When it launched in 2006, the M was available in two guises: M35 or M45 (if it had AWD, then it was M35X or M45X). This M35 here comes with Nissan’s highly publicized “VQ” series V6. I say highly publicized because this engine has received numerous awards for its blend of power and flexibility, and not only that, this engine is popular in the tuner subculture for its tuning potential. With 280 horsepower, this 3.5 liter V6 feels stronger than most V8s in competing luxury sedans. As soon as you touch the gas, there is a noticeable shove. Acceleration is that effortless. I have no complaints about this engine because it feels brawny at all revs, and it hustles this sedan with authority. However, the five speed automatic transmission blunts its performance a bit. It hesitates and hangs on to revs too long, and shifts are not the smoothest. I got so fed up with the transmission that I ended up using the manumatic function half of the time I was driving, which by the way works well as it gives you complete control with no computer involvement. For those who want more power, there was a M45 version with a 325 horsepower 4.5 liter V8 engine.
Aside from the ride quality, I can see another reason why people would forgo the M in favor of its German competitors. The refinement is a demerit; it is just simply too noisy for a car of this price. While highly praised, the VQ V6 is not without flaws. It grumbles at speed, and while it sounds decent when pressed, it doesn’t sound as cultured as you would expect from a luxury sedan. There is some noticeable suspension thud, and some wind noise is present.
In the cabin, it is apparent that this car has roots that can be traced back to Nissans. While upscale, the interior has a cheap feeling dash, and some materials do not feel as solidly constructed as they should. The leather seats feature acceptable bolstering to keep you from sliding about in corners, and they also provide superb comfort as well as decent lumbar support. The navigation system can be controlled via touchscreen interface, buttons, or a rotary controller. Initially, I found the whole setup confusing, but after a few minutes, the controls are easy to understand. The climate controls are a far reach from the driver, and because they are placed sloping horizontally instead of vertically, they are hard to read at first glance. The rotary controller works very well, and it proved to be less distracting on the move than I thought. The navigation system works well, but my main complaint with this system is that it is literally unreadable in direct sunlight, and it is recessed further than I would like. The gauges are logically laid out, and cabin storage is adequate. It is very easy to find a driving position that suits your preferences. I say very easy because when you adjust the telescoping and tilt steering wheel, the whole instrument cluster (gauges) moves with the steering column. Visibility is good out front, although the rear is not the best. With plentiful headroom and legroom, there is space to spare in both the front and back, and the usable trunk space should cement this car’s appeal as a family car.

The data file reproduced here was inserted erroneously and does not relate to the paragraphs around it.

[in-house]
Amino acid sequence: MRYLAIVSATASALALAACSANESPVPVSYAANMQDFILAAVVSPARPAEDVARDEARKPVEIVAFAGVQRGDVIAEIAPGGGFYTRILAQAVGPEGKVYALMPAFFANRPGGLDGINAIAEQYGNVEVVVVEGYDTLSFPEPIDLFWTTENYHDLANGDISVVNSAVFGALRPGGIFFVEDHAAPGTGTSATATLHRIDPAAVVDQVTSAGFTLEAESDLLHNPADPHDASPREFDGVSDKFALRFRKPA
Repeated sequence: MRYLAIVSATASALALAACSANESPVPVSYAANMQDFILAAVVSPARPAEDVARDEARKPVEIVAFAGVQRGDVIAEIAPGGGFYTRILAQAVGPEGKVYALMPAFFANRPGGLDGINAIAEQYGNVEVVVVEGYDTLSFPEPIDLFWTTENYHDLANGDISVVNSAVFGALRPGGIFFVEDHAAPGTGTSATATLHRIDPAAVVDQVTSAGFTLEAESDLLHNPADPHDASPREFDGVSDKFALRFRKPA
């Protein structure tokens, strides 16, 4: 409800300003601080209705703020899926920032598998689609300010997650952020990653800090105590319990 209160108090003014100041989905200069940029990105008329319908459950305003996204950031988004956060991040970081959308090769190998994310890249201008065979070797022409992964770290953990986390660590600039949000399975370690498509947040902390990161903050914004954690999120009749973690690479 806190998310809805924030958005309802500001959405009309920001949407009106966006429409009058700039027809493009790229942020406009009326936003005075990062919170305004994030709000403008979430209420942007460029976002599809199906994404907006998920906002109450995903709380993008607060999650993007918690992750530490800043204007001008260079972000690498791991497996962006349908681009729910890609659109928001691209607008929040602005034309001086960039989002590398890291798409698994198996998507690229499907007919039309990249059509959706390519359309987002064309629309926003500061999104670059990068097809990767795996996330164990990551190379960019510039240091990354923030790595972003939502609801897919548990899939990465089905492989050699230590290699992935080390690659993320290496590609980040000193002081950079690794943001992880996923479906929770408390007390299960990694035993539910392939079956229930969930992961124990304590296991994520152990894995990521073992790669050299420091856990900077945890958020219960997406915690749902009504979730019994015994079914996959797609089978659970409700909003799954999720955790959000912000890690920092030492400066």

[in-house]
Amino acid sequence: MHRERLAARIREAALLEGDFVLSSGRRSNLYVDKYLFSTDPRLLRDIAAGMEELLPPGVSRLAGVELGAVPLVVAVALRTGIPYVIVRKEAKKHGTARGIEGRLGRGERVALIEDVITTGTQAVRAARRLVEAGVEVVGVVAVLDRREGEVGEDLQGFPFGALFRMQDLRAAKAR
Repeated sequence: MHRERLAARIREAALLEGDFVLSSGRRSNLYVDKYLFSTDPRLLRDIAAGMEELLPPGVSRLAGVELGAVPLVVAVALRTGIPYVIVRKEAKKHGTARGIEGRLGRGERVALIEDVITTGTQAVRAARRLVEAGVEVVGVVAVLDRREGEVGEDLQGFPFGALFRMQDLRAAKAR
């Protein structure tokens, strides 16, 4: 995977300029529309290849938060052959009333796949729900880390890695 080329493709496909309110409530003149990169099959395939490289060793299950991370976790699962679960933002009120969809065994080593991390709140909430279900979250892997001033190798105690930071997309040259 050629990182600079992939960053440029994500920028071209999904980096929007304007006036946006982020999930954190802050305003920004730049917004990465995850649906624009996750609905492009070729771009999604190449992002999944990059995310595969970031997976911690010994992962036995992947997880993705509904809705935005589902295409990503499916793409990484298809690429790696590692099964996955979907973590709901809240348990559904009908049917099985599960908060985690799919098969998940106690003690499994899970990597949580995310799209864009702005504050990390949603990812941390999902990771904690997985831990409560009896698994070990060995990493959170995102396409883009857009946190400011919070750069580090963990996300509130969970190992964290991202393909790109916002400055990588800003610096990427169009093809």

Ever since this M debuted in 2006, I have read consistently good reviews about this car. I even recommended a 2011 Infiniti M35X to my uncle (which by the way, he loves it), and I was adamnant that if I was ever in the market for a luxury sedan, this would be my choice. Even though I would buy a 10+ years old BMW 5 Series with a manual, the Infiniti M is still my choice if I were to buy brand new, even if it is an automatic. Considering that the luxury sedan market is dominated by accomplished contenders such as the BMW 5 Series, Mercedes-Benz E-Class, and Audi A6, the Infiniti falls short in some key areas. Personally, I am head over heels with this car, but to the typical luxury buyer, it simply just isn’t refined or comfortable enough. I always say that a car’s flaws make it feel more human, and that is true with the M. The M is full of personality and character; it reminds me of a puppy. A puppy will irritate you and be a handful, but you just find it lovable nonetheless. The M is noisy, and the ride is not the smoothest, but the engine and the handling makes up for it. It literally handles like a sports car, and I mean literally considering it is based off a sports car’s chassis. The cabin is roomy with user friendly controls, and the styling isn’t so bad on the eyes either. But when you drive this car, all your criticisms fade away. You become so enamored by the car’s fluidity and sharpness that you forget what why you ever said anything bad about this car at all. I have yet to try the latest Infiniti M…sorry Q70 (I really dislike Infiniti’s new Q nomenclature), but if this generation is any indication, I will probably like it even more. To sum up, the Infiniti M is flawed as a luxury car, but in other ways, it is faultless. Hence a double edged sword.